Bailey said he could scale back guidance, adding that explaining fully the BoE’s worldview — and its implications for interest rates — risked misunderstanding, while economic data and the BoE’s own assessments were fluid.

“There is an alternative view, which is that we should meet by meeting and not give advice,” he told lawmakers on Tuesday. “That has been entered very well by the MPC and I imagine we will come back to that.”

Jonathan Haskel, an outside MPC member, said this week it was better to communicate the medium-term outlook for the policy than the “minute-by-minute, month-to-month outlook for tariffs”.


If the BoE tries to teach market participants that no interest rate decision is a certainty, that message will struggle to get through.

At the start of the week, markets still had a nearly 100% chance that yields would rise to 0.25% on December 16, after the next MPC meeting, although that fell below 60% on Friday, largely due to news of a possible new COVID-19 virus. -19 variety.

Craig Inches, head of rates and cash at Royal London Asset Management, predicted more market turmoil if interest rates don’t rise as expected, especially in thin and choppy year-end trading.

“It’s a bit of a stress point that the BoE needs to be aware of,” he said.

From his perspective, uncertainty over the UK labor market and COVID-19 would justify postponing a rate hike until February.

Last month, the BoE ended policymakers’ off-record briefings to major financial firms, previously seen as a tool to better understand markets and reinforce policy messages, but have been criticized for their lack of transparency.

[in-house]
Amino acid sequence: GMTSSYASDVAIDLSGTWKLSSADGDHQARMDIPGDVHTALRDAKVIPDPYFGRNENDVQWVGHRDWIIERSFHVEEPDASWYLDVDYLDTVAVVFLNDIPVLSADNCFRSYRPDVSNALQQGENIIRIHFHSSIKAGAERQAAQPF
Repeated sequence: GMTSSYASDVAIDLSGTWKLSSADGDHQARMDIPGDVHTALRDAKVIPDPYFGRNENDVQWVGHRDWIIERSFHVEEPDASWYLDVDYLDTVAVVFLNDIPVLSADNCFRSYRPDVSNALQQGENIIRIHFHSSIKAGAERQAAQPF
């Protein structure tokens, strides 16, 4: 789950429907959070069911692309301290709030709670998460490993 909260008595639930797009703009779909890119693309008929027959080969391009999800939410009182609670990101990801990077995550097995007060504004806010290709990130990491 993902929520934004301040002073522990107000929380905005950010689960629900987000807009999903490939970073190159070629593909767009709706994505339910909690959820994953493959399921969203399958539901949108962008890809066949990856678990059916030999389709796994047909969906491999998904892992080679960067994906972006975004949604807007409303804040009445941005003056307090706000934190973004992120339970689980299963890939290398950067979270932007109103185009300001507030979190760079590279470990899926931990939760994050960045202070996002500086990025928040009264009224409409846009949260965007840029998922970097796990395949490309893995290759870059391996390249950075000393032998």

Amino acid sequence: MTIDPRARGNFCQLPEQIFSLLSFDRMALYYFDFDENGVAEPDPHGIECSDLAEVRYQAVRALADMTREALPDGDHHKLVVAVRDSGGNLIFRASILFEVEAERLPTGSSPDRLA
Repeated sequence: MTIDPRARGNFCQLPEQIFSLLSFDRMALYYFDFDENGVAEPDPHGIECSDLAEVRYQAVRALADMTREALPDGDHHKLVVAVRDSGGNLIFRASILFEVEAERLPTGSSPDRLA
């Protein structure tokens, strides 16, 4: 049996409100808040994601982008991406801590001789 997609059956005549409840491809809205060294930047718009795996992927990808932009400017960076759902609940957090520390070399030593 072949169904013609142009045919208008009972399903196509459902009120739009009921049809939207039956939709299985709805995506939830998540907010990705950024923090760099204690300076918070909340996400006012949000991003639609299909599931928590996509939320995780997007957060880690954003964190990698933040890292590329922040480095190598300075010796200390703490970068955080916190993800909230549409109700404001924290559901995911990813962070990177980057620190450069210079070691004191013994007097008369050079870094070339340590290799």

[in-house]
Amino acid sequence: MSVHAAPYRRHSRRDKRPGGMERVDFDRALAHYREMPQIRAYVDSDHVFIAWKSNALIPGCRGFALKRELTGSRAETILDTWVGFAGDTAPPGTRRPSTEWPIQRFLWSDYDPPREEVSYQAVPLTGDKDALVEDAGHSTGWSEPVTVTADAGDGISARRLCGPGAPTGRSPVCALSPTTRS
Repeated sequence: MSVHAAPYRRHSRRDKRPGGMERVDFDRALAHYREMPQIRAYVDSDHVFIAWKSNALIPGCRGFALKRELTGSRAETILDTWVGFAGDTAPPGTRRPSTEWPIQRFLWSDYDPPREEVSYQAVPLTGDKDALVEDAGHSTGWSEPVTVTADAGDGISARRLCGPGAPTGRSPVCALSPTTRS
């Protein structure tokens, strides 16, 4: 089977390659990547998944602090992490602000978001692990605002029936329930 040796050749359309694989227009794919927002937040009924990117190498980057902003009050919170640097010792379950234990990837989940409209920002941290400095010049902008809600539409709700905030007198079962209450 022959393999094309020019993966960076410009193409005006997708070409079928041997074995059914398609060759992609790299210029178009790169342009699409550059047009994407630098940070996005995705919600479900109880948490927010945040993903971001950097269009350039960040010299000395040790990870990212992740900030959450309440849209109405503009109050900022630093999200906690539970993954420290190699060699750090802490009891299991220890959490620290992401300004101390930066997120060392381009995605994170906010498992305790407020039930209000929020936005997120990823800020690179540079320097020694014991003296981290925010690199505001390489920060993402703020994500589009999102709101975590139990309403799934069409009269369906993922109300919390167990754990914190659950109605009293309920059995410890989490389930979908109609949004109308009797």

The BoE is far from the only central bank misread by the markets.

In 2013, the US Federal Reserve triggered a so-called ‘taper tantrum’ that increased borrowing costs worldwide as it began to unwind stimulus measures. And at the start of the pandemic in 2020, European Central Bank President Christine Lagarde backed down on her comments that her intention was not to manage bond yield spreads.

Both central banks have learned from the experience and refined their communications, economists say.

Few economists aspire to return to the rigidly progressive guidance pioneered on the BoE in 2013 by Bailey’s predecessor, Mark Carney. That was intended to allay concerns that the BoE would hurt the economy’s recovery, but it had to be reviewed regularly due to a steady decline in the unemployment rate to which it was stuck.

But excessive vagueness would pose its own problems, especially since the BoE’s own economic forecasts use market rate expectations as a key input, Investec’s Shaw said.

“Markets should be free to form their own opinions without being spoon fed. But on the other extreme, I think it would be wrong for a central bank to fail to give the markets a good impression of what it was thinking, and perhaps a steering also toward his intentions,” he said.

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Additional reporting by Sujata Rao; Editing by William Schomberg and Emelia Sithole-Matarise

Our Standards: The Thomson Reuters Trust Principles.